George (Nelson) Maybee. Organist, choirmaster, educator, b Madoc, Ont, 13 Mar 1913. d Kingston, Ont, 31 Jul 1973. He studied in Canada with W. Ernest Wheatley and Healey Willan and in England under Sir Sidney Nicholson at the (then) English School of Church Music, Chislehurst. He had become well established as a choir director in eastern Ontario, particularly during his tenure as organist-choirmaster at Christ Church (Anglican), Belleville, when in 1942 he was appointed organist-choirmaster at St George's Cathedral, Kingston. His training had fostered in him a strong commitment to the music and liturgy of the Church of England and to the training of men-and-boys' choirs, and he soon developed St George's into a major centre of Anglican choral music, maintaining a high standard for nearly three decades. The Gentlemen and Boys of St George's Cathedral Choir visited Great Britain in 1954 and 1965, the first overseas choir to sing the regular services at Westminster Abbey, St Paul's Cathedral, York Minster, and King's College Chapel, Cambridge. The choir also made many North American tours and gave a concert in Washington, DC, in November 1964, dedicated to the late President Kennedy.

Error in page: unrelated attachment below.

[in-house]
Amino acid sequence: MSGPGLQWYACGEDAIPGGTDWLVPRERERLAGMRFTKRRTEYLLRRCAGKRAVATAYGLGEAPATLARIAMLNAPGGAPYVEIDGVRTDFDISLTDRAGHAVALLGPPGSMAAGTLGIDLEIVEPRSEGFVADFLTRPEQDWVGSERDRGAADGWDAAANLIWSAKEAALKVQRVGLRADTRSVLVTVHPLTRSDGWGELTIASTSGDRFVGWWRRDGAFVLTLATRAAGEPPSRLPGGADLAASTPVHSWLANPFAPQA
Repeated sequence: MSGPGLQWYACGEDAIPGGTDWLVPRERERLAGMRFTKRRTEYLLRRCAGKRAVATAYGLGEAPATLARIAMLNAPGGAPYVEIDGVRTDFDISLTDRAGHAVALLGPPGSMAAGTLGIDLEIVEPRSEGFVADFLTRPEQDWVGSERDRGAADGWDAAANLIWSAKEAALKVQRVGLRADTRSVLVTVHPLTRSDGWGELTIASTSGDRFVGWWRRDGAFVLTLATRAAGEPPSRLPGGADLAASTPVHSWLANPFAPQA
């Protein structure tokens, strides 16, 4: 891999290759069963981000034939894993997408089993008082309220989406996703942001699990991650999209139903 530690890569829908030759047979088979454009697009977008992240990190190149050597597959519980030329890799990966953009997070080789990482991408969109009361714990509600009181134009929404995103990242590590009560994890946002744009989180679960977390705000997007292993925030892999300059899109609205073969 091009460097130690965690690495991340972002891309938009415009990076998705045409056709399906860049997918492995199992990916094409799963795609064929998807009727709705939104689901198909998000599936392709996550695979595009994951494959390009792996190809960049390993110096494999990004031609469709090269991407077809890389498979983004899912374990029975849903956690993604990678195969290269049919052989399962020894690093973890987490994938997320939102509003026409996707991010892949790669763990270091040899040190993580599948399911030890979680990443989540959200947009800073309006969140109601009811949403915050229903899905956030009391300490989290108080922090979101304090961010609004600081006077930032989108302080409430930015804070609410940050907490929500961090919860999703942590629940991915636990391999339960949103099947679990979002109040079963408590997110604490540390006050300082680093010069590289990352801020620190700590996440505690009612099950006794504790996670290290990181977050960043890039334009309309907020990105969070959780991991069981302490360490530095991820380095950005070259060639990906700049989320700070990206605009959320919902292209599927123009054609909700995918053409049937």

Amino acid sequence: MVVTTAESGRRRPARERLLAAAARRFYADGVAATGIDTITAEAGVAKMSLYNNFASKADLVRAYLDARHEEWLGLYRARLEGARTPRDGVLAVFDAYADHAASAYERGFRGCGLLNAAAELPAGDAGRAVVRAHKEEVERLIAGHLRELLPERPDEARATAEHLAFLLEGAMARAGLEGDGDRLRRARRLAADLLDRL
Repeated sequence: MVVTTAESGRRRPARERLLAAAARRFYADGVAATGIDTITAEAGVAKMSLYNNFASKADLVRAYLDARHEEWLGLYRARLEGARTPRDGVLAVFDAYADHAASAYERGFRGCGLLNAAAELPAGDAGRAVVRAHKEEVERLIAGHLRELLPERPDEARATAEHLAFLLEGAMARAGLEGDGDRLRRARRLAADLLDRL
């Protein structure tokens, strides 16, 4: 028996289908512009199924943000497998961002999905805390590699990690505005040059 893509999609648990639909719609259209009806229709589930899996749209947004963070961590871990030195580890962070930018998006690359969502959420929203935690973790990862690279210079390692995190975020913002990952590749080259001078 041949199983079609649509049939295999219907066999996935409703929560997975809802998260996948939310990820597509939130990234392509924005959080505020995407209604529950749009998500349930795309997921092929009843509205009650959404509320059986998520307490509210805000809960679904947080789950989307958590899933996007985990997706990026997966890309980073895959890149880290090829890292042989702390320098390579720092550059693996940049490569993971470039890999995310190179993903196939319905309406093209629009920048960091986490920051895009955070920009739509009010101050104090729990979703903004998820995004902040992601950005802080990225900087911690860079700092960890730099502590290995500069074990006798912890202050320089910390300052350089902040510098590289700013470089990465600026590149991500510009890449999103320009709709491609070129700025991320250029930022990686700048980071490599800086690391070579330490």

Maybee was made a Doctor of Humane Letters at Hobart College, NY, and a Fellow of Westminster Choir College, Princeton, NJ. In 1965 he was invested by Queen Elizabeth II as Fellow and Canadian Commissioner of the Royal School of Church Music. In this capacity he travelled widely and did much to improve standards of choral singing in Canada and the USA. Maybee, whose specialty was 19th- and early 20th-century English church music, was known also for his flamboyant and engaging personality, and was once described by Time as 'a genial Simon Legree' (referring to his success as an organizer and promoter). He was also a successful high-school music teacher and became co-ordinator of music and the arts for the Frontenac County Board of Education. He was a visiting lecturer at Queens U. One of his last appearances was with the St George's choir before Queen Elizabeth II during her Canadian visit in 1973.